When: September 13, 2008 (Saturday, 1:00 pm)
Where: Chinese Culture Center, 750 Kearny St, 4th Floor, “Pine” meeting room, San Francisco
Admission: FREE (RSVP Encouraged)
Chinese Culture Center Cinema (C4) is pleased to present a special installment of our current film festival. Alongside our screening of Farming the Seas, we are holding a workshop to discuss and learn about the issues facing seafood resources and their relevance to us as individuals and as a community.
Ocean fisheries have been depleted by more than 90% over the past century due to over harvesting by humans, and the loss of resources from aquatic ecosystems endangers cultures that utilize those resources for food and traditions. For the Chinese American community, the idea of maintaining sea resources in an environmentally sustainable matter is practical. Seafood plays a vital role in the cultural food of Chinese American diets, as most family gatherings will contain a fish dish. Chinese culture emphasizes prosperity for future generations, but this is only possible if resources are managed responsibly.
The workshop includes a partial screening of Farming the Seas, a panel discussion, and tips on how to make conscious consumption choices as an individual. Free magazines, recipes, handouts, and light refreshments will be provided. All are welcome, though material is suitable for a more mature audience (highschool and older).
Derek Emmons is a third year environmental studies major at UC Santa Cruz. He is a 2007 In Search of Roots intern with the Chinese Culture Center.
Olivia Wu is the Executive Chef at Google. Her restaurant on the Google campus at Mountain View serves Asian small-plates fare, with a core of traditional Chinese menus and authentic dishes. She was previously a writer with the San Francisco Chronicle Food and Wine section. In 2006, she was assigned by the paper to report on food and culture from Shanghai.
Sara Randall is Program Director for The Institute for Fisheries Resources (IFR) where she oversees and implements projects that aim to restore and protect marine resources and the fishermen and coastal communities which depend on the resources. For the last four years she has worked to unite the United State’s entire commercial fishing industry into a national coalition, called the Commercial Fishermen of America, and educate Americans about the profession of commercial fishing.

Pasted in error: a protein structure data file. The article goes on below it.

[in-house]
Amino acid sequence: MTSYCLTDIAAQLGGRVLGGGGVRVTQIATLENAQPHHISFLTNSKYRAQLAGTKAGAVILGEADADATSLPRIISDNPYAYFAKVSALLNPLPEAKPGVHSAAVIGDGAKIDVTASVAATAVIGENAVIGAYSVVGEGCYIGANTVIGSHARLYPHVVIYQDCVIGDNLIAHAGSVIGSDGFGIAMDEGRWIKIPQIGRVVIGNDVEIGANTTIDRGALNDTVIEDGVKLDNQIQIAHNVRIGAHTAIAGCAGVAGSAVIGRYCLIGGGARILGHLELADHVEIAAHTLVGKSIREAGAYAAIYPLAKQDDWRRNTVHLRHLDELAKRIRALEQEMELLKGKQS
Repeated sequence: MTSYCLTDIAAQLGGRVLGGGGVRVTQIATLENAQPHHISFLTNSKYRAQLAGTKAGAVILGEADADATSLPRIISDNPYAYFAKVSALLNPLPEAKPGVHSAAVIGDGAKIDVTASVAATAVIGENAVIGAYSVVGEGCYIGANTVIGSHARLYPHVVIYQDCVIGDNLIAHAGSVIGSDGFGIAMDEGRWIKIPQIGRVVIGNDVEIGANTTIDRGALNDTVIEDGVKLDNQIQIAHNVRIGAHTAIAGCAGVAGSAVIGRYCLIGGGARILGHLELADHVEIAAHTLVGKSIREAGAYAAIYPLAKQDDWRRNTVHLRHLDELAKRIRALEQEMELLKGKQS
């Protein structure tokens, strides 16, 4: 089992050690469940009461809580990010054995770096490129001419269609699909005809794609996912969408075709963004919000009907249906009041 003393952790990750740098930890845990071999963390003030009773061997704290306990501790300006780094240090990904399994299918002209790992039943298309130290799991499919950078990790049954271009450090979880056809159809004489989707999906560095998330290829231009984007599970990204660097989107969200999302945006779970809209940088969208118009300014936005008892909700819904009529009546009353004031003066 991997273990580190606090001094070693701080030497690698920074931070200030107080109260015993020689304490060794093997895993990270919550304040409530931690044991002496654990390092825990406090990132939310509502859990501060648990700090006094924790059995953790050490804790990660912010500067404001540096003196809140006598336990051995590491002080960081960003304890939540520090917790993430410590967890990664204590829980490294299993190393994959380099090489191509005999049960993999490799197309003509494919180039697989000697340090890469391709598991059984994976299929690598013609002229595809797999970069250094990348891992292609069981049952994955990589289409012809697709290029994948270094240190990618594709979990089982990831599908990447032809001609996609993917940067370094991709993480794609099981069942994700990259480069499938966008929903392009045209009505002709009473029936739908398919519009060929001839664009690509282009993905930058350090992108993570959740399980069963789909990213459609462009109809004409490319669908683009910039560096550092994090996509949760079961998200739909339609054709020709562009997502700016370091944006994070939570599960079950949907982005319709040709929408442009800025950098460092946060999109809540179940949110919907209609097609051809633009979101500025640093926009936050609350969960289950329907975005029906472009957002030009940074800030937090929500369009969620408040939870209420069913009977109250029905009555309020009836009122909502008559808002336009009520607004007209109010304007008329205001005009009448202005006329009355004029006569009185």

Al Cheng is an educator of 30 years, renown for his involvement in the Chinese American Community, and served on the Chinese Culture Center governing board during the past 20 years. He has been elected president and co-chairperson for three terms each, and is currently the center’s executive director. Cheng is co-founder of the In Search of Roots program, an 18 year old program that guides Chinese American youth in genealogy and to their ancestral villages in China’s Pearl River Delta.
Jesse Marsh is Fisheries Research Manager for Monterey Bay Aquarium’s Sustainable Seafood Initiative and focuses on sustainability evaluations of wild-caught seafood products for consumers and businesses. Jesse received a B.A. in Environmental Science from Boston University, and a Master of Environmental Management from Duke University. Her passion for marine conservation began 10 years ago, while spending a semester in Baja California Sur researching the sustainability of fisheries and fishing communities there.
About the Film:
Farming the Seas (2004) English/ No Subtitles
Aquaculture was intended to take the pressure off ocean fish stocks and help avert a global food shortage, but many experts now believe that some forms of “fish farming” are actually creating more problems than they’re solving. This film journeys around the world documenting the most important stories as they unfold. From the indigenous tribes of British Columbia to the large-scale operations of multinational corporations, from Mediterranean fishermen to Thai shrimp farmers, Farming the Seas gathers perspectives from around the globe as it examines the problems and the promises of this emerging industry.
“Well-crafted and important environmental documentary that combines superb research, production values and journalism…My students were educated, entertained, and inspired.” David L. Brown, City College of San Francisco
“Excellent footage of aquaculture operations…It is easy to see why Farming the Seas won the award for Best Marine Conservation Message at the International Wildlife Film Festival and a host of other awards as well. It is well researched, well edited and a timely and interesting look at the potential problems associated with aquaculture. I highly recommend this video to all libraries.” Barbara Butler, Educational Media Reviews Online
“An outstanding job is done in contrasting the farming of [salmon, shrimp, and tuna] with the more sustainable Chinese practice of raising non-predatory fish and shellfish… The narration by Peter Coyote is excellent. Numerous short interviews effectively feature both advocates and opponents of aquaculture enterprises, including indigenous people, scientists, and industry representatives. With adequate background information provided prior to viewing, the program would be suitable for students in ninth grade and above.” Tim Maret, Shippensburg University for School Library Journal
For more information about C4, and a listing of the entire year’s program, visit our 2008 Film Series page.